have worked from quite a few models over the years. In my private sessions I work with just a handful. My studio is small. The environment and nature of the work are intimate. I would describe a healthy artist/model relationship as one built on trust and respect. For me when a model is in pose they are in charge. If the model isn't comfortable I couldn't possibly do any meaningful work.

I hold the profession of figure model in very high regard. Offering oneself so others can pursue fulfillment is nobel. It's a rare drawing or painting that does justice to any model. They suffer countless bad likenesses on paper and canvas - many by my hand. To me there is dignity in a simple nude - a directness and innocence that's rare in this life.

Tuesday, December 10, 2013

First Love

I've always thought of drawing as my first love. As far back as I can remember drawing has been a refuge. It might have something to do with its tactile and intimate nature. Your brain isn't engaged so much as your heart.

During the warm months of 2010 and 2011 I painted outside doing a series of cityscape oils. The process was very public and the subjects complex with ever shifting shadows. By the fall of 2011 I found myself craving solitude and simplicity. I withdrew to the studio and spent six weeks working on three silverpoint drapery studies. How often in life do we get to return to our first love?

Drapery Study, silverpoint on prepared paper, 11" X 9",  2011

Doing these drapery studies was a pure joy. Fabric has long been a favorite subject of mine. Looking at art history I'm not alone. Combining a nude with drapery seems logical.

Nude with Drapery, oil pastel, 11" X 8",  2011

Thursday, December 5, 2013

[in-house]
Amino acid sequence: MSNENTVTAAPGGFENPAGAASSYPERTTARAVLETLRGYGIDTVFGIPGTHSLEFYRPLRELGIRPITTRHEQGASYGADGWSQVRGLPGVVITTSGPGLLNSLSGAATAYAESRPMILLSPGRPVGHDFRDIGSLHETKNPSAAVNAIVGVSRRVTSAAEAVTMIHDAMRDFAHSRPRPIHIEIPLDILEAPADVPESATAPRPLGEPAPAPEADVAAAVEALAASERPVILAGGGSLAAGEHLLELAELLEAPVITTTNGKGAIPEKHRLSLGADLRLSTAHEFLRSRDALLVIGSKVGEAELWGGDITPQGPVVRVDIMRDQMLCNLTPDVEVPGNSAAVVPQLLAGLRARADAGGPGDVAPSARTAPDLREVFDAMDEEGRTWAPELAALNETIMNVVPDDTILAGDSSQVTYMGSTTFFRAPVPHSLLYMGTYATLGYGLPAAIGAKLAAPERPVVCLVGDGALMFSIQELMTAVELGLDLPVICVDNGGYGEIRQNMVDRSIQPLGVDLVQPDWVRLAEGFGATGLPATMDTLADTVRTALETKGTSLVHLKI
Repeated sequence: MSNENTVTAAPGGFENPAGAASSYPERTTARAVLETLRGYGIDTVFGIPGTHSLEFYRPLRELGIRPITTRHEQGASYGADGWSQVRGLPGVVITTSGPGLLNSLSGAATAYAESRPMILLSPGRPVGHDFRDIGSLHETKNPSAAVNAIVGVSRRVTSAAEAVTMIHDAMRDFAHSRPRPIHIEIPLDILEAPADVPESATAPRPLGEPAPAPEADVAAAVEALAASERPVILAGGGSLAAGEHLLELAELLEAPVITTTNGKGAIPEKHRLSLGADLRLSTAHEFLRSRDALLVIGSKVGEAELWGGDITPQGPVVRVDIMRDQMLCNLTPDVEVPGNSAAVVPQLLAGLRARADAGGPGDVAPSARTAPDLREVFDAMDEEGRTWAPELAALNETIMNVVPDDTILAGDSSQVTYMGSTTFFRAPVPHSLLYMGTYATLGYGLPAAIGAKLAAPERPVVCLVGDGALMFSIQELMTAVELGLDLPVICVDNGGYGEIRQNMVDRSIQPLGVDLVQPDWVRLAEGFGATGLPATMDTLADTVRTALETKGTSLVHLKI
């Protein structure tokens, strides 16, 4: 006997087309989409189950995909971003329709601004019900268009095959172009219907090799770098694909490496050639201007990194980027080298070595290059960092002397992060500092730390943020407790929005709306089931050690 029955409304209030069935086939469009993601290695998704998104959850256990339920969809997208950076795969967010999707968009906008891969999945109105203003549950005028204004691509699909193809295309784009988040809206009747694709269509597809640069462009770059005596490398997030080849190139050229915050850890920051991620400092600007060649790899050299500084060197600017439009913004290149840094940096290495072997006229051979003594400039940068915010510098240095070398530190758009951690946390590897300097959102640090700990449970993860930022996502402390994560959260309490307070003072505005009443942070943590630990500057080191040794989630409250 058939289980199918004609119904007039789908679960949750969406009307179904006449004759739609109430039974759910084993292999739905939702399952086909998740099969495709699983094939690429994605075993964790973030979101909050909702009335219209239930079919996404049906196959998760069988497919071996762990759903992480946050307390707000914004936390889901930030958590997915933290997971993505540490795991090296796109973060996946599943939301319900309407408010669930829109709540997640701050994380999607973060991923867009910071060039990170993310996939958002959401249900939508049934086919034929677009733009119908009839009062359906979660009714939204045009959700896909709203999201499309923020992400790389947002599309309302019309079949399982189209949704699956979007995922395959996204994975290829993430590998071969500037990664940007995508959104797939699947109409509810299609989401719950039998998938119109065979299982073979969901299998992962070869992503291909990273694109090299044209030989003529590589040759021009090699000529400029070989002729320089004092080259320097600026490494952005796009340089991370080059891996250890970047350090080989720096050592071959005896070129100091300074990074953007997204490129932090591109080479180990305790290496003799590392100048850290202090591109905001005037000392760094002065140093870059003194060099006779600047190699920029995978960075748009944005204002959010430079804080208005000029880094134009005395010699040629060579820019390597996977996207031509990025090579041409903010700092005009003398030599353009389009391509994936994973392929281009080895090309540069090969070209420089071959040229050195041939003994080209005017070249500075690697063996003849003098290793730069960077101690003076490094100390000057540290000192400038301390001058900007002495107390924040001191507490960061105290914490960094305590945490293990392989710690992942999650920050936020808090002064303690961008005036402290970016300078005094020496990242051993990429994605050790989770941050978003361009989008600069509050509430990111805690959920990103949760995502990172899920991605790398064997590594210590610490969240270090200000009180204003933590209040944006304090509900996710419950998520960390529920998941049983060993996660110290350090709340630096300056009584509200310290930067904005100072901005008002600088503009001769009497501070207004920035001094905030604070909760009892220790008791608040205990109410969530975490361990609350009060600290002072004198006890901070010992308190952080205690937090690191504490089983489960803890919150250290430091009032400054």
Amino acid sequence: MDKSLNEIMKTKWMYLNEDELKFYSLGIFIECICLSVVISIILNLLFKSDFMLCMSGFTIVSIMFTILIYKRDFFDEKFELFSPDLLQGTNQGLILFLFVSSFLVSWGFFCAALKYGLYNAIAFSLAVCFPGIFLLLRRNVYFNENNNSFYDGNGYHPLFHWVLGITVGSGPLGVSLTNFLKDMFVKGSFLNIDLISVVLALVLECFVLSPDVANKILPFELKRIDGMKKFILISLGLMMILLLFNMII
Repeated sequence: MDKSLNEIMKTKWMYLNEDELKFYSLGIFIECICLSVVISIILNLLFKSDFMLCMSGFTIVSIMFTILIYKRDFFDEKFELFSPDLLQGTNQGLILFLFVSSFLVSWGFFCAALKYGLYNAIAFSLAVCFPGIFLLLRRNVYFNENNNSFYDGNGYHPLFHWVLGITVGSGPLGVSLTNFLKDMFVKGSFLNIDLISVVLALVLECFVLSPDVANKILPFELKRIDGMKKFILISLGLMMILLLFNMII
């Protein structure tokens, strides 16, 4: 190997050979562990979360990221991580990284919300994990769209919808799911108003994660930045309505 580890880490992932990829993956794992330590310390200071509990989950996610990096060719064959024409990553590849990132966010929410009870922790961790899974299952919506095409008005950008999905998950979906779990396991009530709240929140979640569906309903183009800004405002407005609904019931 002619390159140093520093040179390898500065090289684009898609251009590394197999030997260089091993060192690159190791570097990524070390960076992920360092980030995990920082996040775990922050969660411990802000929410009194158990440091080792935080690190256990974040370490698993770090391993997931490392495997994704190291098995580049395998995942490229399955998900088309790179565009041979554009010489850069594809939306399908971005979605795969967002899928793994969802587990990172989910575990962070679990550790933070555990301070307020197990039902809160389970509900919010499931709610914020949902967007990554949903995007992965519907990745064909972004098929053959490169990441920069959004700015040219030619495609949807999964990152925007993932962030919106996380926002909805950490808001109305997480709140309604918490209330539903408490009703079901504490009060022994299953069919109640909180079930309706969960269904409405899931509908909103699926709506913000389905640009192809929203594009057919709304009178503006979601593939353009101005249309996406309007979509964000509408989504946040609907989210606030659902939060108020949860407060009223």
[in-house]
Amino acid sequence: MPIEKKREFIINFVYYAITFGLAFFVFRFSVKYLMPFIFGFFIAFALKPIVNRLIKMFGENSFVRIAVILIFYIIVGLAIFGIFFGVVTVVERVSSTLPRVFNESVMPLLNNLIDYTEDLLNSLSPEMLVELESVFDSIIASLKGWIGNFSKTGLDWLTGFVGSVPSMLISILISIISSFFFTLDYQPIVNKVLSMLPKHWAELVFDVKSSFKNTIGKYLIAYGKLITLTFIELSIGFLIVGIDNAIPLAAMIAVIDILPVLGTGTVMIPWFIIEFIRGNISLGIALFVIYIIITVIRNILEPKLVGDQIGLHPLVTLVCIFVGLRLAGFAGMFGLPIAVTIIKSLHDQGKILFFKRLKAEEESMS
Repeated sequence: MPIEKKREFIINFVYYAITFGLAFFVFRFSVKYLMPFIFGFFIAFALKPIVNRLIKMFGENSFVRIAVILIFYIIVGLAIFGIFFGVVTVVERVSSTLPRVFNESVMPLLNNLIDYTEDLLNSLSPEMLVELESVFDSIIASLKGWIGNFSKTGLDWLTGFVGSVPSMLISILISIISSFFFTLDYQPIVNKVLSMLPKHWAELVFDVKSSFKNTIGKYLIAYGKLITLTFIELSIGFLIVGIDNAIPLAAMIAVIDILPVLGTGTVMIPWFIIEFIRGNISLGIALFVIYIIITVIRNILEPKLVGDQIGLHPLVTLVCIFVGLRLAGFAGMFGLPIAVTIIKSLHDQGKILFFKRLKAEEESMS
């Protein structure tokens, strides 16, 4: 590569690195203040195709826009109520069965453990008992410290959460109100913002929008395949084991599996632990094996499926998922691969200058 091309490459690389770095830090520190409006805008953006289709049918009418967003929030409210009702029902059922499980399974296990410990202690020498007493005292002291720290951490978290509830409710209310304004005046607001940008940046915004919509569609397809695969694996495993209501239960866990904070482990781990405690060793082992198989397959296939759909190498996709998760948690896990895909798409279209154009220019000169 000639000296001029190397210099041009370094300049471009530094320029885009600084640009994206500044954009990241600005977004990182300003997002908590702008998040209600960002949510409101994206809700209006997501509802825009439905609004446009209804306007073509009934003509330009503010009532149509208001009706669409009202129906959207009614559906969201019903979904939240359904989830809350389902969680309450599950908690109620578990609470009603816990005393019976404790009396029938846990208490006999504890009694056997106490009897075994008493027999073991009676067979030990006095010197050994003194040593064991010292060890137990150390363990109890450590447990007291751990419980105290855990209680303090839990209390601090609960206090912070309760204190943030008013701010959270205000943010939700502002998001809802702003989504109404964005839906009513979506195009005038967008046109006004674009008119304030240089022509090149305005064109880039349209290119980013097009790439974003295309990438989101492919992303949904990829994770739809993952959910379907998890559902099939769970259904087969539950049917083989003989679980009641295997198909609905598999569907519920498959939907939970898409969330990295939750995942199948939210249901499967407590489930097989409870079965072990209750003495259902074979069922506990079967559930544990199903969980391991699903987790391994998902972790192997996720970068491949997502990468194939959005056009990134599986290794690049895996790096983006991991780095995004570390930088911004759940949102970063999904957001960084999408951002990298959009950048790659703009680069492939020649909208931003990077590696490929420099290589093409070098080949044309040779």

Fear of Failure 101

I think one of the biggest factors keeping artists from progressing in their work is the fear of failure. For the visual artist failure can cut particularly deep. Ones art is an expression of self. If it doesn't live up to expectations it can hurt on some profound level. But we have to keep things in perspective. When a drawing or painting fails what actually is lost - a few lines on a piece of paper or some dabs of paint on a canvas? I mean really - what is there to be afraid of?

Failed Nude, oil pastel,11 1/2" X 9 1/2", 2012

I dug the top image out of my failure stack of drawings. It may not look too bad in this format but it belongs in that stack. I somehow thought working a two hour pose on a piece of cheep sketch paper was a good idea. I fought the paper the entire time, the paper won. Recognizing and accepting defeat late in the session, I used the last ten minutes to do the sketch below. To me it possesses a life totally lacking in the upper image.

Nude, oil pastel, 5 1/2" X 8", 2012

Every time I step up to the easel or sit with a drawing pad I want to do good work. OK, I want to do great work. That's the goal. But success doesn't lie in fixating on that goal. Success can only be found by working in the moment without expectations of success or fear of failure. My sense of self worth is inextricably tied to my art. But it isn't tied to any single drawing or painting. It is tied to the life devoted to making them.

Sunday, December 1, 2013

It Never Gets Easy

Awhile back at the start of a group session someone asked if drawing the figure ever gets easy. My immediate response was no and if it does you're not trying. Then, of course, I had an engaged and smooth drawing session. "Easy" wouldn't describe it but my lines were confident and the drawing flowed. Sessions like this are rare. Usually there is a struggle involved.

Reclining Nude, oil pastel, 9" X 13", 2012

I like to think I'm always trying to raise the bar. When my work becomes too familiar, or I feel in a rut, I try to mix it up. I'll try a new method or material - something to stay fresh and engaged. My approach is fairly scientific. I try to introduce just one new variable at a time. Progress can sometimes feel slow but even small changes can lead to large complexities. I want to explore these in some depth before moving on.

For me easy means routine. I like routine in the morning making coffee. Routine in my art means boring. Drawing and painting have never been easy for me. When that day comes I'll hang it up.